• Gambolin' Man

THE EAST BAY UNKNOWN: Top 10 Overlooked Gems, Ignored Beauty and Hidden Splendors in Old Familiar Ha

Hidden gems, and thoughts on what it means to find beauty and exploration in nature. Click here for the full article! -Victoria

"We shall not cease from exploration. And the end of all our exploring will be to arrive where we started and know the place for the first time."

T.S. Eliot's oft-quoted line from Little Gidding reminds us that the places near and dear to our hearts may harbor secrets yet teased out. Jaded by years of familiarity, we may dismiss our favorite backyard hiking areas as "ho-hum" and our cherished views, vistas and venues as "same old, same old," consigning the tried and true to some mental dustbin of "been there / done that / seen it all." But pray tell let us hope not!

Constantly seeking something new and better, are we, in our repeated wanderings, barely able to notice subtle manifestations of natural beauty before unseeing eyes? If only we might, for a moment, set aside preconceptions of what constitutes "precious beauty." If only we might redefine what fun is and what adventure means, and take a second, deeper look at old familiar surroundings, we might be surprised at what we've missed. Right in our back yard, right under our nose, right in plain sight.

For in our haste to seek out the the prettier other, the more charming alternative, the grander elsewhere, how easily we fall for the fallacy that the "commonplace" is merely that - a common place absent of magic and mystery! But far from it! We are all sorely in need of a timeless lesson imparted by Ralph Waldo Emerson - "the invariable mark of wisdom is to see the miraculous in the common."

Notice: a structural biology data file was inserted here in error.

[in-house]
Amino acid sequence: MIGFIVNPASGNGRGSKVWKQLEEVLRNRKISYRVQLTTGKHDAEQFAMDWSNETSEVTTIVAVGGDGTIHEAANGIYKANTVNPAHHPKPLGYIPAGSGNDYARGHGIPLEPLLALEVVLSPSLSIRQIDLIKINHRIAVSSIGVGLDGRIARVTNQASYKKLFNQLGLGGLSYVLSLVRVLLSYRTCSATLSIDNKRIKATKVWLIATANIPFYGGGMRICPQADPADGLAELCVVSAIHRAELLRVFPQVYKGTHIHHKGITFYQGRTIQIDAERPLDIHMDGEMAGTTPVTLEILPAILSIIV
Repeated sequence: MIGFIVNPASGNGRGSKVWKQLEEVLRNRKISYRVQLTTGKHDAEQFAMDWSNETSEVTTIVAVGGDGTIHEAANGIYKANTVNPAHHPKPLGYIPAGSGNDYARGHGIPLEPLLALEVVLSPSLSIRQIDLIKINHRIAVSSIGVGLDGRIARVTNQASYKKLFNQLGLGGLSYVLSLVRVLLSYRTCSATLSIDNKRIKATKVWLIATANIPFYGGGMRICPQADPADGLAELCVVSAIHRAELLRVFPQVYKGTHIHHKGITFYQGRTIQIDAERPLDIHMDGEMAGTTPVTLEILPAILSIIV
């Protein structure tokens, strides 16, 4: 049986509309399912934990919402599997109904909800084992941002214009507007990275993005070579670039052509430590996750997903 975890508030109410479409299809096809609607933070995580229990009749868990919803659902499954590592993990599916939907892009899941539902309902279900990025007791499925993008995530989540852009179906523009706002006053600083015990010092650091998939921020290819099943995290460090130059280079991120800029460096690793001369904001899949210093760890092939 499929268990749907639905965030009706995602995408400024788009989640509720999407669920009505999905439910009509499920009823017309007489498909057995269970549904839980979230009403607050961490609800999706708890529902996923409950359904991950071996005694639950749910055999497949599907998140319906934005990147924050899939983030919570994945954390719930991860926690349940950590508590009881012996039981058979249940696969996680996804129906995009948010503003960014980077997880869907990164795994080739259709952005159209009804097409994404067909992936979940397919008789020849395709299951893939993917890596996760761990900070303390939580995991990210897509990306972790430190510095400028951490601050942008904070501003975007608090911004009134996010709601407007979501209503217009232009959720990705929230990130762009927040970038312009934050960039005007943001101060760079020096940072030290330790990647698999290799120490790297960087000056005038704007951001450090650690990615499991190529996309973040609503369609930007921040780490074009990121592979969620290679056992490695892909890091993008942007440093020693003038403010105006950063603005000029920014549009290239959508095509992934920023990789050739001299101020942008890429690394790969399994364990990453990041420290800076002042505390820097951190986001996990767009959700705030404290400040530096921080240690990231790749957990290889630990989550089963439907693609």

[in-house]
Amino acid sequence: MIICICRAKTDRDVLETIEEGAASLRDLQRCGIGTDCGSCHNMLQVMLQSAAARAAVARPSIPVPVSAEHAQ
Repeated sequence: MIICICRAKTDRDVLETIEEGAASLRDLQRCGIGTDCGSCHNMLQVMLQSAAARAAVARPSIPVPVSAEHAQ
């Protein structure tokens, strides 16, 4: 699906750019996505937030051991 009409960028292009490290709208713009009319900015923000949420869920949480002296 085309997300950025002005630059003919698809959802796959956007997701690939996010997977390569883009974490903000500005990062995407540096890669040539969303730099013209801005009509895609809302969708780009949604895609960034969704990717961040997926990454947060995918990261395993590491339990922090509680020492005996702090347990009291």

On closer inspection - and it does require getting down on all fours or putting your nose up against a tree trunk - it turns out that our most familiar stomping grounds are replete with novelty; our most pedestrian locales shelter tiny miracles yet disclosed to a searching, discerning eye. Where every nook and cranny has been (seemingly) explored, and every square foot of hiking terrain (seemingly) exhausted, and every view (seemingly) like watching a rerun again and again, what could possibly be left to exult over? But, ah, what magic awaits, if only, as Tolstoy exhorts, "in the name of God, stop a moment, cease your work, look around you."